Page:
Marianne Moore (1887-1972)

    Contributing Editor: Bernard F. Engel

    Classroom Issues and Strategies

    The general student block against poetry often causes difficulties. With Moore, it is useful to observe that she seeks accuracy of statement, that the alleged difficulty of her work does not arise from abstruse symbolism or reference to obscure autobiographical matters, but from precision: seeking exact presentation, she does not fall back on expected phrasings. The attentive who will slow down and read thoughtfully can understand and enjoy.

    Advise students to read through once quickly to get perspective. Then they should read slowly, and aloud. I also advise them that after this first reading they should let the poem sit two or three days, then repeat the process. In class, I read through short poems a few lines at a time, pausing to ask questions; I also ask students to read passages aloud. With undergraduates, I prefer not to spend hours on any one poem. It is better that they read carefully, but without the extended analysis that is appropriate in some graduate classes.

    Students need help with the rhetoric and syntax; they need to be shown how to read with care. They rarely raise the abstruse questions of aesthetics or moral philosophy that fascinate the literary critic. Advanced students, however, may be asked to compare Moore's effort to achieve precision with the argument of some deconstructionists and post-modernists that is not possible for verbal art to reach that goal.

    Major Themes, Historical Perspectives, and Personal Issues

    Point out:

    1. The fact that though there is usually a "moral" point in a Moore poem, the overall aim is aesthetic: The moral is to contribute to the delight, not to dominate it.

    2. The way the poems relate to the modernism of Wallace Stevens and others.

    Significant Form, Style, or Artistic Conventions

    In a freshman class, I focus on the poem itself; with juniors and seniors, I bring out relationships to modernism. The rhetorical form of a poem is usually worth pointing out; metrics should be mentioned, but only in passing.

    Original Audience

    I mention the fact that until the 1960s Moore's work was considered too difficult for any but the most elevated critics. I also point out that her early admirers were generally male, that only in the last few years have a number of women come to appreciate her. She does not fit the stereotype of woman as emotional (in contrast to supposedly rational man). Moore, indeed, once remarked that only two or three American women have "even tried" to write poetry--meaning, one may be sure, Emily Dickinson and herself. (In her last years, she might have added Bishop to her list.)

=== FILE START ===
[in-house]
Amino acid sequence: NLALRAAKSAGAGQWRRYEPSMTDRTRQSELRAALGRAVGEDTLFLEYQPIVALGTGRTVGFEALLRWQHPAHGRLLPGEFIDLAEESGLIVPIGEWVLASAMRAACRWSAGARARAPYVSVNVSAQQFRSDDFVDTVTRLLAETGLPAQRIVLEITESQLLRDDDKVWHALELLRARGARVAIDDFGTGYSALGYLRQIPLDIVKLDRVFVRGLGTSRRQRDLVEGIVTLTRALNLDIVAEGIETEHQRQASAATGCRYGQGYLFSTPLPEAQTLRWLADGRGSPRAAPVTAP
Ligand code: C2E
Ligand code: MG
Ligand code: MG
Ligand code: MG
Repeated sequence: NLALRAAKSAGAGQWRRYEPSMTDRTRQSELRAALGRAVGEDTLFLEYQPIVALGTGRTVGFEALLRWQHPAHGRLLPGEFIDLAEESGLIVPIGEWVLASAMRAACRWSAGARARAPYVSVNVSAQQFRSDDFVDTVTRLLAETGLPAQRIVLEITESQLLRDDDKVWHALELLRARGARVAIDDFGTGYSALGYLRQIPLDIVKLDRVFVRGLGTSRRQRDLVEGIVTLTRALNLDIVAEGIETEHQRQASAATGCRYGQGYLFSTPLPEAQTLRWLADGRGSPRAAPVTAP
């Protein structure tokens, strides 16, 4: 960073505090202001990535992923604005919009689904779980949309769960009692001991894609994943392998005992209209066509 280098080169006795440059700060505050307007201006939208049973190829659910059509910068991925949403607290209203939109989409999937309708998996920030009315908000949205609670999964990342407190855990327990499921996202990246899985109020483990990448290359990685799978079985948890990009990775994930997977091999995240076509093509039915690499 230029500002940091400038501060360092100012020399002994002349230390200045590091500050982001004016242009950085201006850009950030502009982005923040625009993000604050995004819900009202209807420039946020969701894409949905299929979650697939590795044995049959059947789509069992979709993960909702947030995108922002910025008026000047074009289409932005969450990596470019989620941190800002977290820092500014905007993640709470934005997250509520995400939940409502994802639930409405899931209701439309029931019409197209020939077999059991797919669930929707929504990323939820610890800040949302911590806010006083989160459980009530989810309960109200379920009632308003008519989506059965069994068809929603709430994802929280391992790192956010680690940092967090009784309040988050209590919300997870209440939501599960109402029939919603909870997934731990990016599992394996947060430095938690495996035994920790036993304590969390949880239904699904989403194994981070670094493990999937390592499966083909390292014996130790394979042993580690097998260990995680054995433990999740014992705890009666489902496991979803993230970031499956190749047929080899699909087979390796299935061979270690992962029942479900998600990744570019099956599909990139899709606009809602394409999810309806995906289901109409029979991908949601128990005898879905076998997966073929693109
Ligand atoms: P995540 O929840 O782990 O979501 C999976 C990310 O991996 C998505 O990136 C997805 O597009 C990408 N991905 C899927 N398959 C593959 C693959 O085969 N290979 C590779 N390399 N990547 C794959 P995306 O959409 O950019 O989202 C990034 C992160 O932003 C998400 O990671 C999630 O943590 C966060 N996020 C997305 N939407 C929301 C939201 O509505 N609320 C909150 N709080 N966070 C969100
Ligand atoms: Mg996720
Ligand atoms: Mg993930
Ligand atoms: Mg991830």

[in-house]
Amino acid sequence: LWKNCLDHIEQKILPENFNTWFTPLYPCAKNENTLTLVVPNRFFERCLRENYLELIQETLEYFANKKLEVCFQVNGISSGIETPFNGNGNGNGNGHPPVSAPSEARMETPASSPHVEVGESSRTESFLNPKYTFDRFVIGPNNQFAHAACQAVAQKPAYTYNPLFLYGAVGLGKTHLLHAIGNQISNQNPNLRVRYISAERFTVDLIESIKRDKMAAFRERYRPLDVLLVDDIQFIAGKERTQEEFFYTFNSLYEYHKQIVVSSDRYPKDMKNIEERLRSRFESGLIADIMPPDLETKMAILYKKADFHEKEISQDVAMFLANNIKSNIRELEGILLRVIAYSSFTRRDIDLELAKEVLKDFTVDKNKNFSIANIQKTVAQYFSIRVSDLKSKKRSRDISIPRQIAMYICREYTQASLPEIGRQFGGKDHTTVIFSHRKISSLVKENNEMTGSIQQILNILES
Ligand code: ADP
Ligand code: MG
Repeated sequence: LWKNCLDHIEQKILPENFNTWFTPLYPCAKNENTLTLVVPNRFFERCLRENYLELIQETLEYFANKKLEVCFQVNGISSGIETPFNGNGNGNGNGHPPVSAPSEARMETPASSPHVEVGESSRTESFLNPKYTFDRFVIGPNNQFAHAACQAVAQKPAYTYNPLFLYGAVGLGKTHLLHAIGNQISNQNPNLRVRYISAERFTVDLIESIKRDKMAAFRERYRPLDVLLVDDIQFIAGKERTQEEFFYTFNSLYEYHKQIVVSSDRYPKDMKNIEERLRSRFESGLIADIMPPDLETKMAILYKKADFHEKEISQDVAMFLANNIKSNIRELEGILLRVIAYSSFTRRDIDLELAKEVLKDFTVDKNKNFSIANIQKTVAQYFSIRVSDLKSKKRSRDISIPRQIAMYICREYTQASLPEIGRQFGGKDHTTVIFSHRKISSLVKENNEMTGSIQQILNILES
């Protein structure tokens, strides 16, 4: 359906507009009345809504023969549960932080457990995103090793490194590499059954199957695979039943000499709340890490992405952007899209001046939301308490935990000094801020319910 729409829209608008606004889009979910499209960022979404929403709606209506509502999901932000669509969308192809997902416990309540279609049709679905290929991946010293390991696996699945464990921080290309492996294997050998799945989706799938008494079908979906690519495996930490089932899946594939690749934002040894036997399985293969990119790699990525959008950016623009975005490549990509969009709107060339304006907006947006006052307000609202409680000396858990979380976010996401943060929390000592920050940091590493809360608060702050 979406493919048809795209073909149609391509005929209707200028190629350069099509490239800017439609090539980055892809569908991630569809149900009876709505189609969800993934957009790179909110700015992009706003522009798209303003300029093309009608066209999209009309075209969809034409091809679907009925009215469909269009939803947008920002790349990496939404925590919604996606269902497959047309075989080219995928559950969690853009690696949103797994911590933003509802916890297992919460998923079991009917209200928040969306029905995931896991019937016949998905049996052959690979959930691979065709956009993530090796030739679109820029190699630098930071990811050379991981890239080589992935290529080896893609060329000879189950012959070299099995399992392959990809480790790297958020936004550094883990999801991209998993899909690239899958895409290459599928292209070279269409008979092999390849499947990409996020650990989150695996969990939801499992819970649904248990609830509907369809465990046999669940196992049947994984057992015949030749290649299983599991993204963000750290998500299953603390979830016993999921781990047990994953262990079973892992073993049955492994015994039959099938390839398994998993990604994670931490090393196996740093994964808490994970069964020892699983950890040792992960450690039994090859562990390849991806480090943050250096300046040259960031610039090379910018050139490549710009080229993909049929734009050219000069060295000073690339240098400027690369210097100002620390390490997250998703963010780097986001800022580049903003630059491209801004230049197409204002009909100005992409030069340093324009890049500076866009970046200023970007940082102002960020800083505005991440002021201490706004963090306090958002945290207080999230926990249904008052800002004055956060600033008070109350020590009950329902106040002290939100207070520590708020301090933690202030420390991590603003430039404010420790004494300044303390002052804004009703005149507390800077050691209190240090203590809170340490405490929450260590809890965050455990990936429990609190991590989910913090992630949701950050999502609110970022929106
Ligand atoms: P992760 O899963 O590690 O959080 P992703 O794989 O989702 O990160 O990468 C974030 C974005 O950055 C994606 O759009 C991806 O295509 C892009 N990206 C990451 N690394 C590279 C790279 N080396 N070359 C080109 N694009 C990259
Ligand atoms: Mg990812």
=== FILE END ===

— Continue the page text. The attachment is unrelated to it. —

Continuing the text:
Early strong objections to her work came from Margaret Anderson of the Little Review, who in 1918 asserted that she wrote too intellectually; Anderson reprinted her remarks in 1953. Babette Deutsch in 1935, and again in 1952, voiced similar objections. Some recent feminist critics have also had doubts. Emily Stipes Watts in The Poetry of American Women from 1632 to 1945 (1977) found Moore practicing a "feminine realism" that "will ultimately be unacceptable"; Watts saw male appreciation of Moore's poetry as condescension. Today, however, old stereotypes about male and female roles have broken down. Most women critics now praise Moore, and they are often the best interpreters of her work.

    Comparisons, Contrasts, Connections

    Moore knew and corresponded with William Carlos Williams, Ezra Pound, T. S. Eliot, and Wallace Stevens. All of them published comments on her, and she in turn wrote of them. There are obvious comparisons and contrasts in the work of these, the chief American modernists.

    Questions for Reading and Discussion/ Approaches to Writing

    1. I sometimes use study questions. They usually focus on the "mere rhetoric"--what the poem "says": its argument or moral, the way it expresses feeling (with Moore, often the feeling of delight).

    2. "Poetry": In both versions of the poem, Moore's speaker says, "I, too, dislike it. . . ." Why would a lifelong poet say this? What does the speaker like?

    "The Pangolin": The poem starts in a seemingly casual manner--"Another armored animal"--but moves quickly into exact, patient observation of the animal's structure and behavior. Is the speaker coolly rational? Delighted? Or . . . ? What kind of grace is the ultimate subject of this poem?

    "England": The poem is about America (an example of Moore's waggish wit). Compare it to the essay by Randolph Bourne, "Trans-national America."

    "Nevertheless": How can a strawberry resemble "a hedgehog or a star-/fish"? How do apple seeds, the rubber plant, and the prickly, pear illustrate the point that "Victory won't come/to me unless I go/to it"?

    "The Mind Is an Enchanting Thing": What is the difference between "enchanted" and "enchanting"? Explain the paradox in "conscientious inconsistency" (stanza 4).


    For students and the hurried instructor, the most convenient assistance may be found by looking up the pages on individual poems in the indexes to the books by Engel (revised edition), Nitchie, Hall, and Phillips. These books deal with all or most of Moore's poetry.

    Excellent critical studies by Stapleton, Costello, and others give an overall perspective but usually deal with fewer individual poems. There is now a full-length biography by Charles Molesworth: Marianne Moore: A Literary Life (1990).